Ethel Merman – Queen of Broadway

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Published: 22nd June, 2017

Anyone familiar with classic music theatre will know the name Ethel Merman. But how many of us really know what she was like? That could be a little difficult as she has been dead for some years, but cabaret artist Jon Jackson has the answer in Ethel Merman – Queen of Broadway, which opened in the Melbourne Cabaret Festival at Chapel off Chapel on Wednesday 21 June and runs for a short five-show season finishing on Sunday 25 June.

Jackson’s successful shtick is that while Ethel is perfectly happy in “The Song Tower” on high, she would love to come back to earth just to do one more show, as a mature dame. But how can she make that happen? She needs to find a body she can use for an hour, whose owner can sing her particular brassy Broadway belt.

Enter Jon Jackson, the classically trained counter tenor with the five-octave range. Whereas in his past shows with The Great Big Opera Company, Jackson has used both his counter-tenor and baritone voices, in Queen of Broadway he is all woman, handling Ethel’s particular warm brassy sound with aplomb. As a dramatic set-up, the idea works well, and Jackson bursts onto the stage in voluminous pink gown with matching boa and silver shoes, and a wig that will make any opera fan think immediately of the late Dame Joan Sutherland.

Jackson proceeds to entertain and charm his audience in story and song, ably supported by his long-term accompanist Greg Riddell at the grand piano, plus some clever technology from the excellent Chapel sound team, to provide the orchestra when needed. Riddell doubles at times as Ethel’s foil, and he is totally at ease as both accompanist and cameo actor.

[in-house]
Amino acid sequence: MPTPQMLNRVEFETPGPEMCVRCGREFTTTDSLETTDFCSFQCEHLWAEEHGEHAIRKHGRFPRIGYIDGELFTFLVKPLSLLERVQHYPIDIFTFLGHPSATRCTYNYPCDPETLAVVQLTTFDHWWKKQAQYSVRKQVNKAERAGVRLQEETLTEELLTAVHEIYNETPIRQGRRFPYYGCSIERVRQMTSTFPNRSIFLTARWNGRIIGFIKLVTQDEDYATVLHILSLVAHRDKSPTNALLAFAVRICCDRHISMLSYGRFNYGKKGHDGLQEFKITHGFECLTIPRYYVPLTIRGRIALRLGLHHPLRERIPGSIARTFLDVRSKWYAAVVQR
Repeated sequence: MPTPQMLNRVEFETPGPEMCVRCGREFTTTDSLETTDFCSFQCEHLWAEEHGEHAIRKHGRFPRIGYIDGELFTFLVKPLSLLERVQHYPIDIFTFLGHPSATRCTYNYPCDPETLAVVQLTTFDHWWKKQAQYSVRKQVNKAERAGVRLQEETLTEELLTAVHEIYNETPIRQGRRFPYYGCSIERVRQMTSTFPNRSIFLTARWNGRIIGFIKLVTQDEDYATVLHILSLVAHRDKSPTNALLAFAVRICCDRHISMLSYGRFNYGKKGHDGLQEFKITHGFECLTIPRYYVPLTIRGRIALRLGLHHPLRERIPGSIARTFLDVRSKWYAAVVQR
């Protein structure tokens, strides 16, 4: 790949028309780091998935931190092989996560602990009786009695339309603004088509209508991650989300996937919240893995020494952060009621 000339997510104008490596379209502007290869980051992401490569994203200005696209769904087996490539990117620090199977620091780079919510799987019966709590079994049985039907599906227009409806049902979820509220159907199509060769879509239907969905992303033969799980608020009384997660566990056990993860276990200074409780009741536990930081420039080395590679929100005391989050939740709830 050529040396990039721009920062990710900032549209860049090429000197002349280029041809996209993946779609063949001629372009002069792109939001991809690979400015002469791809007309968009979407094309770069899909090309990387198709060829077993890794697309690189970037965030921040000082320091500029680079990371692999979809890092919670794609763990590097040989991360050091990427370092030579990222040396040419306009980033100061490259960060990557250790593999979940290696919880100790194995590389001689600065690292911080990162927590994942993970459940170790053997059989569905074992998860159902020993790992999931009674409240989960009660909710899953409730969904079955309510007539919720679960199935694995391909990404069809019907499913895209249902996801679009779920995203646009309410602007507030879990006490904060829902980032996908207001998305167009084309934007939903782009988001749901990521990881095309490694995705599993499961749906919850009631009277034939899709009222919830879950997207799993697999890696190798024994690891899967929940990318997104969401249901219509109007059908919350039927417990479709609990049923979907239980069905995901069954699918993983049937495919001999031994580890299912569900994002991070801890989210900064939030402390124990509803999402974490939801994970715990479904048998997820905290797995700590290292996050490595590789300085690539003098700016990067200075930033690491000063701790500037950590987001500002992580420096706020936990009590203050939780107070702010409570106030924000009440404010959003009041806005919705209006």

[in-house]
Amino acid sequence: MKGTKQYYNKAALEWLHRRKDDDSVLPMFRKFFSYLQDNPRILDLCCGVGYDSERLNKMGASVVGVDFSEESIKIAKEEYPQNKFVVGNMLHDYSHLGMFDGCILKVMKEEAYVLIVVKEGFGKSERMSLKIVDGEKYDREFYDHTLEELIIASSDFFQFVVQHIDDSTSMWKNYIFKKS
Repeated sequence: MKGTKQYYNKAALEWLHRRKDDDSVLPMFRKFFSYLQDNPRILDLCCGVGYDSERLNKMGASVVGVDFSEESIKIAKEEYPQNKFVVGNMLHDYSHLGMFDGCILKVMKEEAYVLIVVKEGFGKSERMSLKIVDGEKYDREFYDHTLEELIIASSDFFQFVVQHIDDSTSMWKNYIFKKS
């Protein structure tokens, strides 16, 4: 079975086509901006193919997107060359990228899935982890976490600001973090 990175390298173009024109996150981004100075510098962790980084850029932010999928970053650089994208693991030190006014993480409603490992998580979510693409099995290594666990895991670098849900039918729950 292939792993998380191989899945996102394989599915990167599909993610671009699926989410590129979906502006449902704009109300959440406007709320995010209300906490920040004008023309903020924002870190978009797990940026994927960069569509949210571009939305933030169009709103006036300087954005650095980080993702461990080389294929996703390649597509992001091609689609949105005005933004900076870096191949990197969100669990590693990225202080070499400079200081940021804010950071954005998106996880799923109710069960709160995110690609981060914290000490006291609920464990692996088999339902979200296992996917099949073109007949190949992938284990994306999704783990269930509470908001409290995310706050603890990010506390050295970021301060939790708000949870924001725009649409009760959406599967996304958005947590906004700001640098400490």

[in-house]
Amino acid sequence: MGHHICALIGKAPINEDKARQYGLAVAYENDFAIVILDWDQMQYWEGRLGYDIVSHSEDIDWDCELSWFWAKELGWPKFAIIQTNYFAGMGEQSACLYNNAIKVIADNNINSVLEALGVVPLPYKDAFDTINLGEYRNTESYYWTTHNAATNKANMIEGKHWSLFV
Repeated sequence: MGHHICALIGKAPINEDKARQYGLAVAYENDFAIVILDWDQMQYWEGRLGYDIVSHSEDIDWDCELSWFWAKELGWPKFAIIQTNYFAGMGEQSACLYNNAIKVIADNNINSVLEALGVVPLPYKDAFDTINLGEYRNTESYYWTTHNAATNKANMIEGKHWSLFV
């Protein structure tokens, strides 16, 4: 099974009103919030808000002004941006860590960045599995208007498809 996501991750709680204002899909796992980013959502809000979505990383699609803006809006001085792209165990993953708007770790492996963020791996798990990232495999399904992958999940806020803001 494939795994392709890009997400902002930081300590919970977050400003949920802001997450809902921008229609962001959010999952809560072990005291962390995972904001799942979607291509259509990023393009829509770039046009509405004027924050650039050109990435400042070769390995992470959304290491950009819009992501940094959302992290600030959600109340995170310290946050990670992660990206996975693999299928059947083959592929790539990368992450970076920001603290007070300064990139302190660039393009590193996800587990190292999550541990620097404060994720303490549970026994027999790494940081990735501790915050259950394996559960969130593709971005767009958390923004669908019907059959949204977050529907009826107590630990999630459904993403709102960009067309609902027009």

Vocally, Jackson shows his enviable classical technique, to the extent that Ethel might have wished that her own higher notes were as strong and lyrical as Jackson’s. Occasionally, opening night nerves caused a few slight hesitations, but Jackson is the consummate professional who capably overcomes minor inconveniences to move immediately to the next funny story or blockbuster song.

In any case, cabaret is not just about song, and Jackson makes a smooth transition between medleys and songs (both expected and surprising choices), simply by being Ethel as she invites the audience into her life by telling stories.

Familiar Gershwin and Cole Porter songs abound, together with a very funny version of Amy Winehouse’s “Don’t want to go to rehab”, complete with a little choreography. And it works.

One of my favourite moments was just after Ethel had sung Durwood Douché’s naughty song “Everybody’s f***ing but me”, when Ethel sipped her drink, sitting on her stool, and told us straight-faced that she NEVER used bad language on stage!

It’s worth making the point that this is not a drag show, but it showcases a fine cabaret artist acting and singing a role that happens to be the opposite gender.

You will enjoy the show if you know a lot about Ethel Merman … and even if you don’t, you will come out feeling that you have just spent an entertaining hour with one of the great dames of the Golden Age of Broadway.